The reports were wrong, but the people who mattered didn’t know that. The people who matter? My customers. These executives represent some of the world’s largest companies and have entrusted my team to deliver an important service to thousands of their employees worldwide.
Every month my company proudly sends our customers a “usage dashboard” that summarizes the service’s performance within their organization. But this month, there was a glitch in our database and the reports mistakenly read ZERO. Zero as in their investment over the last month delivered absolutely no return whatsoever. Zero is a disaster. Zero means my customers (and I!) are going to be on the hot seat with their bosses.
“Uh oh,” I thought. “My phone is gonna blow up today with some angry customers.”
Our tech team sprang into action to fix the reports while I waited… and waited… until 24 hours later when still not a single client contacted me.
If I know anything about my clients, it’s that they’re a savvy group. They’re diligent and committed to success.
So why no response to a report that should have set off flashing alarms?
A little research taught me a lesson that’s poignant for us all..
Looking back through several years of correspondence, I saw a startling pattern:
Sharing numbers with our clients generates far fewer responses and sparks far fewer conversations than sharing stories with our clients.
Over the years, I’m guilty of bombarding my customers with tons of reports. Most of them are pure numbers: how many people are using the service, number of courses completed, attendance rates, etc.
On other occasions (though admittedly not as often as I should), I’ve shared stories. Stories about how their employees are using our products on the job, about how their employees accomplished something noteworthy as a result of our service, about best practices we’ve learned from other clients.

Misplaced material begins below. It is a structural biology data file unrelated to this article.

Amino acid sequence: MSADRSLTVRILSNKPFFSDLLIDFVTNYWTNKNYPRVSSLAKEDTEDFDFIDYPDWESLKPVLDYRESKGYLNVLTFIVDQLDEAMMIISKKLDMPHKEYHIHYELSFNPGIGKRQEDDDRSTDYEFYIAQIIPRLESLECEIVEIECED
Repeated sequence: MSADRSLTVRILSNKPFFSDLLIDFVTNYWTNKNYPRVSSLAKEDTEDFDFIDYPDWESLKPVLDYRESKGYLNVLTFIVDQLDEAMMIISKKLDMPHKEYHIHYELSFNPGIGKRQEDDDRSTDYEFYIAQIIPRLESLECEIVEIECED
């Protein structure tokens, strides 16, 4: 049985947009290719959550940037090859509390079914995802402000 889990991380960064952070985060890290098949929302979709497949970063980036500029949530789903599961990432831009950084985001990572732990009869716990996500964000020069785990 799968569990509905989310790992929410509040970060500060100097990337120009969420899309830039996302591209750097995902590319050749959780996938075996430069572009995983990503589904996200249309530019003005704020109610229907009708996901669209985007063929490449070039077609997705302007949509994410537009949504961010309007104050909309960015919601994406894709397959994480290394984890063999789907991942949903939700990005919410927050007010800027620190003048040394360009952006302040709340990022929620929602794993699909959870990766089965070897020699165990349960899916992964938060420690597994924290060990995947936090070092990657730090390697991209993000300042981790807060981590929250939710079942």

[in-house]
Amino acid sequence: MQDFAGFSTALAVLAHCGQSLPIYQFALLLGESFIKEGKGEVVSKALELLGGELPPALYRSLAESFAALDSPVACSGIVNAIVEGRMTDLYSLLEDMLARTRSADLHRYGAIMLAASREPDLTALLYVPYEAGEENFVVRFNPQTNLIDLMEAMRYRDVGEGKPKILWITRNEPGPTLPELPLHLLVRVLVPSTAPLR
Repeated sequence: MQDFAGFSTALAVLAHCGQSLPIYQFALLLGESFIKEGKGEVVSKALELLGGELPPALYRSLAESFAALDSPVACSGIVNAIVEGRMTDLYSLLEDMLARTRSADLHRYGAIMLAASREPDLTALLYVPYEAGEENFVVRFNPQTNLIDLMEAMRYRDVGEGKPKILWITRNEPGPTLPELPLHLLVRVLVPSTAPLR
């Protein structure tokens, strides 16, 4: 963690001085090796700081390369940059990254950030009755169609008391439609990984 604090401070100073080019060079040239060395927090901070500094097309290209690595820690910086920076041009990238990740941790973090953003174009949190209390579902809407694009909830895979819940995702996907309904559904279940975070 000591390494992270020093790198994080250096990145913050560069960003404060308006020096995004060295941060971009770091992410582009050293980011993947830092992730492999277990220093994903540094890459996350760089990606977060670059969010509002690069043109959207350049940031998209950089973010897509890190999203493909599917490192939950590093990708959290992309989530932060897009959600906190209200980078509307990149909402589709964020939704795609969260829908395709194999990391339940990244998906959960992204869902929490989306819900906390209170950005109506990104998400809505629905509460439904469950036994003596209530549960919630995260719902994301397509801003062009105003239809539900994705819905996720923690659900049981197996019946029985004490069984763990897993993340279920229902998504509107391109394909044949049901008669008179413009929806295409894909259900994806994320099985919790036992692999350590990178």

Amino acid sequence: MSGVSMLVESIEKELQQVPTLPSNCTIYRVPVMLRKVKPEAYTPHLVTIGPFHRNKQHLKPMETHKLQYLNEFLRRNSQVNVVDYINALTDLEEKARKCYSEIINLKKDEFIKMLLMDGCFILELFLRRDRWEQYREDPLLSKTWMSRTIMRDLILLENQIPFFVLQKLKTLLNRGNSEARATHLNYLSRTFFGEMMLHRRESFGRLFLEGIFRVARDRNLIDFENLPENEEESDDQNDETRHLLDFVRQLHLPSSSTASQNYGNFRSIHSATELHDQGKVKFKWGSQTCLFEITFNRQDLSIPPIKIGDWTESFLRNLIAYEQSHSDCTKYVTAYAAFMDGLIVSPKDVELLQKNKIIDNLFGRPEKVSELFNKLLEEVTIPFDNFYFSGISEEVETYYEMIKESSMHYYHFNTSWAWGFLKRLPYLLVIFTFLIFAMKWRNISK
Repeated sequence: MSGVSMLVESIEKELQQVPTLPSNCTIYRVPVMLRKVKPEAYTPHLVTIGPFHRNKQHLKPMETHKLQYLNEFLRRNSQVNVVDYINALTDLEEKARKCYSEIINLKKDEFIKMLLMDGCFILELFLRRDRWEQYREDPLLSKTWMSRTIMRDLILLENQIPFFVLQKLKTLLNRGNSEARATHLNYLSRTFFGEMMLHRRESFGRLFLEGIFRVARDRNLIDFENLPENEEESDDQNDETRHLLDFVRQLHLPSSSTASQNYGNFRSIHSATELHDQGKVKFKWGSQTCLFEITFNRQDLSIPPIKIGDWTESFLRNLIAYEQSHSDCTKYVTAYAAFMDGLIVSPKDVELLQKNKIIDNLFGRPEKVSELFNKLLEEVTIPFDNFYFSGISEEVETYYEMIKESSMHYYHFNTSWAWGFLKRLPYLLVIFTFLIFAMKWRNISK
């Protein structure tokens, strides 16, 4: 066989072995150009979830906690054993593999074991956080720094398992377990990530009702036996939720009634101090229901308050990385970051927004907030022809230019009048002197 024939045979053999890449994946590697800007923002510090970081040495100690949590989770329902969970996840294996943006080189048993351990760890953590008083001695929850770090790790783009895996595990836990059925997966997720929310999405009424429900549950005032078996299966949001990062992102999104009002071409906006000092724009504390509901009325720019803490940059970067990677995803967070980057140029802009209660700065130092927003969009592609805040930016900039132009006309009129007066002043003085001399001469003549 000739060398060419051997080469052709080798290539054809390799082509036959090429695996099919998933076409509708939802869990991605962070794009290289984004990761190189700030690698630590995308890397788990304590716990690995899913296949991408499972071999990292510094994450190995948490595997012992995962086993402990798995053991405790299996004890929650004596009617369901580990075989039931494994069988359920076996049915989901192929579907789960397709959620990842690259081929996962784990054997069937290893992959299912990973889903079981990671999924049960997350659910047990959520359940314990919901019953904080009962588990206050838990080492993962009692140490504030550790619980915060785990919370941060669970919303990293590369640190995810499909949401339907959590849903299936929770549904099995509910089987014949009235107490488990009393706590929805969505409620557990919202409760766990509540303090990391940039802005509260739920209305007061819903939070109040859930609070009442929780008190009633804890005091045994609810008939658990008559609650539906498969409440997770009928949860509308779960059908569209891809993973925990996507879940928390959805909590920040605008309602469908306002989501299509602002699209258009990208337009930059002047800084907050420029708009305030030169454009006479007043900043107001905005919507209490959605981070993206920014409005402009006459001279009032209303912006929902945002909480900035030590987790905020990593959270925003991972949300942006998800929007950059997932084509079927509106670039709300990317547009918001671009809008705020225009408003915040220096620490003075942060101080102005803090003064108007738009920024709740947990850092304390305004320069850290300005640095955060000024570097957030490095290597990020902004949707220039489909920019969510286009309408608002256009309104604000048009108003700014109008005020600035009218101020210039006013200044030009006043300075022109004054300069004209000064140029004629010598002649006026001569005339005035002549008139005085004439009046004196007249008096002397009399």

The numbers give the customer an idea of how their investment is doing, but the stories bring the program to life and give the customer an opportunity to learn something new. And looking back on it, doing the research to uncover those stories and sharing them with my customers has been among the most gratifying parts of my job.
A perfect illustration of an industry that, in my opinion, is too extreme with its numbers: banks. If your bank, mortgage company, or stock broker is like mine, every month you get a deluge of numbers. Page after page of miniscule details that illustrate your account’s performance.
Same with annual reports. Open up one of those and it’s jammed with charts, all of which seem desperate to portray an upward trajectory.
Now, perhaps you’re more attentive than I and you read every page of those reports. I give them a three second glance and toss right in the garbage what must have cost a lot of money to produce. The reality is that work, family, and health deserve my attention more than poring over a complicated report created by a financial wiz.
If you really want to capture my attention and build a brand, Mr. bank president or Annual Report author, toss the other 27 pages of charts and numbers (or at least add a few pages!) and include a story or a bit of advice. Tell me how your most accomplished executive uniquely manages her time. Three tips on how I can maximize performance. An inspiring story about how one of your clients overcame a major obstacle and what the takeaway is for the rest of us.
Think about your own business. Are you trying to impress your clients with numbers? Or are you making the extra time to add some color in the form of a story about the people you help?
In today’s world of big data, numbers are sooooo easy to report on. We can geek out for ages on numbers but honestly, how many numbers do you really need to get your point across? And how proud will your clients feel about their partnership with you if all they have to share and appreciate is a bunch of figures jammed into a spreadsheet?
Fortunately, my clients are patient and they quickly received revised reports that show their investments are delivering results well beyond zero. But a little lesson of what happened – or rather what didn’t – when our monthly data went haywire reminds me that the communications which prompt the most response tell a human story, not a numeric one.